Handle junk food ads with kid gloves

TV's loss could be online's gain as far as junk food advertising goes. But have food brands targeting under-16s become too much of a poisoned chalice - even for online? James Livesley reports.

Along with direct marketing, industry observers predict that online will be the big beneficiary of new curbs placed on the advertising of junk food to the under-16s. Yet, having only recently won a reprieve from the EU on the inclusion of the internet with broadcast media on content regulation, will it be wise for the online industry to take advantage of TV's woes on junkfood advertising?

Last week, WPP's Group M reported that online advertising is set to grow 36% next year and that FMCG's share of online spend will jump from 5% to 13%. This share would increase should junk-food advertisers move much of their TV spend online.

The Ofcom report on high fat, salt and sugar advertising to children did not make any mention of online advertising, but then the regulator does not have, and is not seeking a remit to regulate the internet.

In fact, Ofcom has for the past year been campaigning against taking on this regulatory responsibility after the European Commission tried to impose the same regulation on TV for all new media across EU member states.

Ofcom and the Department of Media, Culture and Sport's case is that this would increase regulation to an unmanageable and costly level, inhibiting entrepreneurship.

Yet, overtly exploiting Ofcom's curbs on junk-food advertising on TV could undermine Ofcom's case and put the internet back in the regulatory spotlight.

Regulation differences

With convergence, there is cross-over between broadcast and digital media, not least in the areas of IPTV and video-on-demand.

As broadcasters are increasingly supplying VOD and IPTV content over the internet, shouldn't the same rules apply to television, i.e. that programming with a high proportion of under-16 viewers should not have HFSS advertising around it and that celebrities and cartoons, promotional gifts and health or nutrition claims should not be used to target primary school-aged children?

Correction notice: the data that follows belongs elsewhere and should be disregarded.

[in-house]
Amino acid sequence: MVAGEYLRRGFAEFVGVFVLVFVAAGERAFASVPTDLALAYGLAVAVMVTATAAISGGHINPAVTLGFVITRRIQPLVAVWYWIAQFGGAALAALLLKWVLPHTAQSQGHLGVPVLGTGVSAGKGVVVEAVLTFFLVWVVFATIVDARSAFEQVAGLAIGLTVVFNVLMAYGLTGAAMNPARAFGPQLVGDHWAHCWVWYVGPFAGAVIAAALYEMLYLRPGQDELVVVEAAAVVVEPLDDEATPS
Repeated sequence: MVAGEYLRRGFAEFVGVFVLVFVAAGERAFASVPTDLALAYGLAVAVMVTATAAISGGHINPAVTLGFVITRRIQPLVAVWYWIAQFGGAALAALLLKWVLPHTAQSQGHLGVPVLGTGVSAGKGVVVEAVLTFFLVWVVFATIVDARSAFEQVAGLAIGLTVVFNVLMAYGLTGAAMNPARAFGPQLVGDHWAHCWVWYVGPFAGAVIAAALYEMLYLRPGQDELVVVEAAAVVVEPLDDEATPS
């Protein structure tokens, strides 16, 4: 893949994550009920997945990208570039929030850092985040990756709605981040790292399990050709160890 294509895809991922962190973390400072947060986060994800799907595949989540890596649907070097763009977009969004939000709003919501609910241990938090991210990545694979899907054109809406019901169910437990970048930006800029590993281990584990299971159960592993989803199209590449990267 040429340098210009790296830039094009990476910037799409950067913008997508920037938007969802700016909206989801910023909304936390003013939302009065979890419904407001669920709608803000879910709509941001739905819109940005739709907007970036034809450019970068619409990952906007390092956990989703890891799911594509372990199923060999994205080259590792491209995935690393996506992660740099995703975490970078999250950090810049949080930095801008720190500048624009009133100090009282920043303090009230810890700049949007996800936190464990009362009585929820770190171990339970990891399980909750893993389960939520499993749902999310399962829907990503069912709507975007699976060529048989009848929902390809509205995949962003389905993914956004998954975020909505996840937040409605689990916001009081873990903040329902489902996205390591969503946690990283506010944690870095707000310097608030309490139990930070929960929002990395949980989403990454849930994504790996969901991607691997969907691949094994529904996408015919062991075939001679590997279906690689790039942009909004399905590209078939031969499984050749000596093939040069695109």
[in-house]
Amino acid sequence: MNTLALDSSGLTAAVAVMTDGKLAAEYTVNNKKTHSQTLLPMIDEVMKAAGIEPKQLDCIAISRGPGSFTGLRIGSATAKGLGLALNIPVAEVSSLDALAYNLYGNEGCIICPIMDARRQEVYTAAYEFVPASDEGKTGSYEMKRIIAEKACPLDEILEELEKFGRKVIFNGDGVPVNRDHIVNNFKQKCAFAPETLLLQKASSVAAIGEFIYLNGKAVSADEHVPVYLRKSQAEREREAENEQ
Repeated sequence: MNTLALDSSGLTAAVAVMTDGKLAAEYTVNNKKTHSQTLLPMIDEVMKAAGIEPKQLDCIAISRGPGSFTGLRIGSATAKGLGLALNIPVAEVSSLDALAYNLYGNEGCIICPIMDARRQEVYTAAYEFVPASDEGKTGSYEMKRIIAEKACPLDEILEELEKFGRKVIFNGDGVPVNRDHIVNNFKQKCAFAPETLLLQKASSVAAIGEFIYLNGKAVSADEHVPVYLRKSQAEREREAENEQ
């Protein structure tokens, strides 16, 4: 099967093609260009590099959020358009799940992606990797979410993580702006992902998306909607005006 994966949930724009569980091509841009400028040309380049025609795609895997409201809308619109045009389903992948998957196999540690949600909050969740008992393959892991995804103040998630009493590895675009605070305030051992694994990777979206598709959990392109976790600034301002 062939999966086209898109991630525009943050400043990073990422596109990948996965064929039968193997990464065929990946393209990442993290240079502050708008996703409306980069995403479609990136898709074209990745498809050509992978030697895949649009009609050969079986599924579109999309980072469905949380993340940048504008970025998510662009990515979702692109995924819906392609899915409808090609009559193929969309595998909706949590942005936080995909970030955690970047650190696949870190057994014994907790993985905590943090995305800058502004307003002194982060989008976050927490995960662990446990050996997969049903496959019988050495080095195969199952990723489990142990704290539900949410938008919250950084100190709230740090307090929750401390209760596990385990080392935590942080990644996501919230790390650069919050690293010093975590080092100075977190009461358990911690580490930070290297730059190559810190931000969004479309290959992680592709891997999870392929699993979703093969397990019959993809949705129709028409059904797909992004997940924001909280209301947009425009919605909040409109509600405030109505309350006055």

According to an Ofcom spokesman, the difference in regulation depends on the method of delivery, as there are "different flavours" of video-on-demand. A TV in a living room with an IPTV connection should be regulated in the same way, but content such as "catch-up clips viewed on a laptop will not be caught in the same way" by the Ofcom report.

He adds: "A large media owner will follow the same injunctions for its content. It is about the spirit and not the letter (of the law)."

The future of food brands' ability to use online may now also come into the hands of the Advertising Standards Authority. This independent body, which covers online, financed by the advertising industry to police the rules laid down in its advertising codes, is now taking the Ofcom ruling into consideration through its Committee of Advertising Practice.

Whether and how much HFSS ads will move online is open to debate. Guy Phillipson, chief executive of the Internet Advertising Bureau, says it is a decision for the food manufacturers: "But do they want to seen as getting under the wire by launching large campaigns online? Also, it is an issue for all media owners, do they want to take this food advertising and take criticism for it?"

Sian Croxon, partner at law firm DLA Piper, who specialises in media and regulatory issues, agrees. "I'm sure they (brands) will go there, but they will have to go there very carefully. They will not want to be seen to be targeting children and have scorn poured on them, it would be very bad for the brand."

From the media owner side, Giles Ivey, sales director at AOL, thinks food advertising will grow online. "I'm not sure it will affect the stuff we advertise, as we tend to vet it and won't show our audience a message if we think it is inappropriate."

Alternative solutions

Among agencies the word seems to be for FMCG brands to start boxing clever. Adam Smith, Group M's futures director, says it is difficult at this stage to judge how much food advertising will move online, adding that it will be a creative challenge. "It is a different proposition, there are a lot more distractions than TV."

Yet, Zed Media managing director Greg Grimmer believes advertisers should seize whatever alternatives there are and believes online is a very good playground for advertisers to exploit. "But FMCG advertisers have to move swiftly and take the opportunity before that avenue shuts down."

And the avenue may be shut down soon. With the Government promising to review the effects of the junk food issue within a year, other media, if they act irresponsibly, are sure to be faced with similar restrictions.

Leader, page 24.

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